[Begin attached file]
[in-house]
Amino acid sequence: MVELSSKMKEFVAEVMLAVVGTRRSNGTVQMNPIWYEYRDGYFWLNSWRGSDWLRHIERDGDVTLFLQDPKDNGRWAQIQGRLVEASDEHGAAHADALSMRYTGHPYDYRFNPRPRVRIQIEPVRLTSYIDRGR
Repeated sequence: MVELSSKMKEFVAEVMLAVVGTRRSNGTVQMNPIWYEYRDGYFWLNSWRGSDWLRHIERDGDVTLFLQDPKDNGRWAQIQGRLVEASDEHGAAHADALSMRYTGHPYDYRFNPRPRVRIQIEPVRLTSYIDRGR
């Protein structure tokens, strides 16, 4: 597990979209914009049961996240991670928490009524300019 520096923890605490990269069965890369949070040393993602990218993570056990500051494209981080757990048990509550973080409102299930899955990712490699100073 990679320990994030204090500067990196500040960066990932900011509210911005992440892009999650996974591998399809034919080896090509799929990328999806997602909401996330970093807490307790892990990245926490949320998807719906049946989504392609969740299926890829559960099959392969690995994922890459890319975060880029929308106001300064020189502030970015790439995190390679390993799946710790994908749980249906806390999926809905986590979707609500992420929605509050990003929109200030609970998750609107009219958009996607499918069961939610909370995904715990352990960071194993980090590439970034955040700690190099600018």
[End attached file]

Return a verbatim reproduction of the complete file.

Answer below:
[in-house]
Amino acid sequence: MVELSSKMKEFVAEVMLAVVGTRRSNGTVQMNPIWYEYRDGYFWLNSWRGSDWLRHIERDGDVTLFLQDPKDNGRWAQIQGRLVEASDEHGAAHADALSMRYTGHPYDYRFNPRPRVRIQIEPVRLTSYIDRGR
Repeated sequence: MVELSSKMKEFVAEVMLAVVGTRRSNGTVQMNPIWYEYRDGYFWLNSWRGSDWLRHIERDGDVTLFLQDPKDNGRWAQIQGRLVEASDEHGAAHADALSMRYTGHPYDYRFNPRPRVRIQIEPVRLTSYIDRGR
């Protein structure tokens, strides 16, 4: 597990979209914009049961996240991670928490009524300019 520096923890605490990269069965890369949070040393993602990218993570056990500051494209981080757990048990509550973080409102299930899955990712490699100073 990679320990994030204090500067990196500040960066990932900011509210911005992440892009999650996974591998399809034919080896090509799929990328999806997602909401996330970093807490307790892990990245926490949320998807719906049946989504392609969740299926890829559960099959392969690995994922890459890319975060880029929308106001300064020189502030970015790439995190390679390993799946710790994908749980249906806390999926809905986590979707609500992420929605509050990003929109200030609970998750609107009219958009996607499918069961939610909370995904715990352990960071194993980090590439970034955040700690190099600018």